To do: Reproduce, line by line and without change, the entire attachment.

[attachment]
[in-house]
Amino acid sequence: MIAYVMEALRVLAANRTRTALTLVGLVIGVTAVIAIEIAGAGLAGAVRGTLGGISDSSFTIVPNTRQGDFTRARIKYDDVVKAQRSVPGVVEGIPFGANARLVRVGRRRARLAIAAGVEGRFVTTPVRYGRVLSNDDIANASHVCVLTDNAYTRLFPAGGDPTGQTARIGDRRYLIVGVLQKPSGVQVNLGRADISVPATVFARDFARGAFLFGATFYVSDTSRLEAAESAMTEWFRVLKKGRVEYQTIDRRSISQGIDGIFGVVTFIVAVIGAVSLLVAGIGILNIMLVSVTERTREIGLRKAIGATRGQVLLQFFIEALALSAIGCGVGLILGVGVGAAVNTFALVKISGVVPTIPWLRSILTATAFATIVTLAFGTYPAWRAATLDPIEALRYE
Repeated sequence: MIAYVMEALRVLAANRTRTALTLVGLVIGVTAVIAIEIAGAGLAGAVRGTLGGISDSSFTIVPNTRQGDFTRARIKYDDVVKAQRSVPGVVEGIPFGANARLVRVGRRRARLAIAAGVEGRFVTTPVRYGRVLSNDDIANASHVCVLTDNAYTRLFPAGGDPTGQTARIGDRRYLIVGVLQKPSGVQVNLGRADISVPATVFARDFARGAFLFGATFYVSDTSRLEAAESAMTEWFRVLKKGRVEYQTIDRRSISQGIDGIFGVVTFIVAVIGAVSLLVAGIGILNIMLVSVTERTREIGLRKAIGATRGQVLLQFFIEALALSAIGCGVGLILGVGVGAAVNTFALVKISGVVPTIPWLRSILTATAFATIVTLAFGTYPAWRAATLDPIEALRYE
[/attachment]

[in-house]
Amino acid sequence: MIAYVMEALRVLAANRTRTALTLVGLVIGVTAVIAIEIAGAGLAGAVRGTLGGISDSSFTIVPNTRQGDFTRARIKYDDVVKAQRSVPGVVEGIPFGANARLVRVGRRRARLAIAAGVEGRFVTTPVRYGRVLSNDDIANASHVCVLTDNAYTRLFPAGGDPTGQTARIGDRRYLIVGVLQKPSGVQVNLGRADISVPATVFARDFARGAFLFGATFYVSDTSRLEAAESAMTEWFRVLKKGRVEYQTIDRRSISQGIDGIFGVVTFIVAVIGAVSLLVAGIGILNIMLVSVTERTREIGLRKAIGATRGQVLLQFFIEALALSAIGCGVGLILGVGVGAAVNTFALVKISGVVPTIPWLRSILTATAFATIVTLAFGTYPAWRAATLDPIEALRYE
Repeated sequence: MIAYVMEALRVLAANRTRTALTLVGLVIGVTAVIAIEIAGAGLAGAVRGTLGGISDSSFTIVPNTRQGDFTRARIKYDDVVKAQRSVPGVVEGIPFGANARLVRVGRRRARLAIAAGVEGRFVTTPVRYGRVLSNDDIANASHVCVLTDNAYTRLFPAGGDPTGQTARIGDRRYLIVGVLQKPSGVQVNLGRADISVPATVFARDFARGAFLFGATFYVSDTSRLEAAESAMTEWFRVLKKGRVEYQTIDRRSISQGIDGIFGVVTFIVAVIGAVSLLVAGIGILNIMLVSVTERTREIGLRKAIGATRGQVLLQFFIEALALSAIGCGVGLILGVGVGAAVNTFALVKISGVVPTIPWLRSILTATAFATIVTLAFGTYPAWRAATLDPIEALRYE